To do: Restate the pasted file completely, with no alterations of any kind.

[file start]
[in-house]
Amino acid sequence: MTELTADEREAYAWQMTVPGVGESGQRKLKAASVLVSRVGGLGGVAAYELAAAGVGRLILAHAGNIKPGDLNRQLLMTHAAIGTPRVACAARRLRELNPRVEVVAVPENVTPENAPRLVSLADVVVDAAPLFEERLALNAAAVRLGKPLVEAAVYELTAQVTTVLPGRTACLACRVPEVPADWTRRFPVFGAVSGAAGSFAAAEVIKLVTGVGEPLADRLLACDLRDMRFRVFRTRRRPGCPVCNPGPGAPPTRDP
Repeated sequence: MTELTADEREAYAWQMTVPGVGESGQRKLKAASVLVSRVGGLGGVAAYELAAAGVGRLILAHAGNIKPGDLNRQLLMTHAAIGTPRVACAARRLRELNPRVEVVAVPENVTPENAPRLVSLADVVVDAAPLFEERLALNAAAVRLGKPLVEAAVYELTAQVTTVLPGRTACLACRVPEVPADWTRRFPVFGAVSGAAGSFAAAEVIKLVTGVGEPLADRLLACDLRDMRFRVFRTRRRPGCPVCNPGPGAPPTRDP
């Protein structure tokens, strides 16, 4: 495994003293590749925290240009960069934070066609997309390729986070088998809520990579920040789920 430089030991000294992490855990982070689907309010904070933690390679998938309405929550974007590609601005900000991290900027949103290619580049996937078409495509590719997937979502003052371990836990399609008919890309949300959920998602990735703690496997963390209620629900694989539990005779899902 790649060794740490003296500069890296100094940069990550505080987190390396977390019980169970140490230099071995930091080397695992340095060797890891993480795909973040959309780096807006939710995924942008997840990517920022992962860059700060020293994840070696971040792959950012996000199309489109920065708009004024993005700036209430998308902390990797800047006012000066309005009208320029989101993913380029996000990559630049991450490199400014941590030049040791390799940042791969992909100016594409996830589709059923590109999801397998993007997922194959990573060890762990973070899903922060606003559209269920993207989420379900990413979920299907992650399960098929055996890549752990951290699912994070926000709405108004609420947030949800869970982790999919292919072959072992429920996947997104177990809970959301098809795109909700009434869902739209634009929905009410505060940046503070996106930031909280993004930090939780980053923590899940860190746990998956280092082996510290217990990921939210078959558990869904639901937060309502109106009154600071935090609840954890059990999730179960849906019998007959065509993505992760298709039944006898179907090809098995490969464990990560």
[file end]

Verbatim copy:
[in-house]
Amino acid sequence: MTELTADEREAYAWQMTVPGVGESGQRKLKAASVLVSRVGGLGGVAAYELAAAGVGRLILAHAGNIKPGDLNRQLLMTHAAIGTPRVACAARRLRELNPRVEVVAVPENVTPENAPRLVSLADVVVDAAPLFEERLALNAAAVRLGKPLVEAAVYELTAQVTTVLPGRTACLACRVPEVPADWTRRFPVFGAVSGAAGSFAAAEVIKLVTGVGEPLADRLLACDLRDMRFRVFRTRRRPGCPVCNPGPGAPPTRDP
Repeated sequence: MTELTADEREAYAWQMTVPGVGESGQRKLKAASVLVSRVGGLGGVAAYELAAAGVGRLILAHAGNIKPGDLNRQLLMTHAAIGTPRVACAARRLRELNPRVEVVAVPENVTPENAPRLVSLADVVVDAAPLFEERLALNAAAVRLGKPLVEAAVYELTAQVTTVLPGRTACLACRVPEVPADWTRRFPVFGAVSGAAGSFAAAEVIKLVTGVGEPLADRLLACDLRDMRFRVFRTRRRPGCPVCNPGPGAPPTRDP
């Protein structure tokens, strides 16, 4: 495994003293590749925290240009960069934070066609997309390729986070088998809520990579920040789920 430089030991000294992490855990982070689907309010904070933690390679998938309405929550974007590609601005900000991290900027949103290619580049996937078409495509590719997937979502003052371990836990399609008919890309949300959920998602990735703690496997963390209620629900694989539990005779899902 790649060794740490003296500069890296100094940069990550505080987190390396977390019980169970140490230099071995930091080397695992340095060797890891993480795909973040959309780096807006939710995924942008997840990517920022992962860059700060020293994840070696971040792959950012996000199309489109920065708009004024993005700036209430998308902390990797800047006012000066309005009208320029989101993913380029996000990559630049991450490199400014941590030049040791390799940042791969992909100016594409996830589709059923590109999801397998993007997922194959990573060890762990973070899903922060606003559209269920993207989420379900990413979920299907992650399960098929055996890549752990951290699912994070926000709405108004609420947030949800869970982790999919292919072959072992429920996947997104177990809970959301098809795109909700009434869902739209634009929905009410505060940046503070996106930031909280993004930090939780980053923590899940860190746990998956280092082996510290217990990921939210078959558990869904639901937060309502109106009154600071935090609840954890059990999730179960849906019998007959065509993505992760298709039944006898179907090809098995490969464990990560």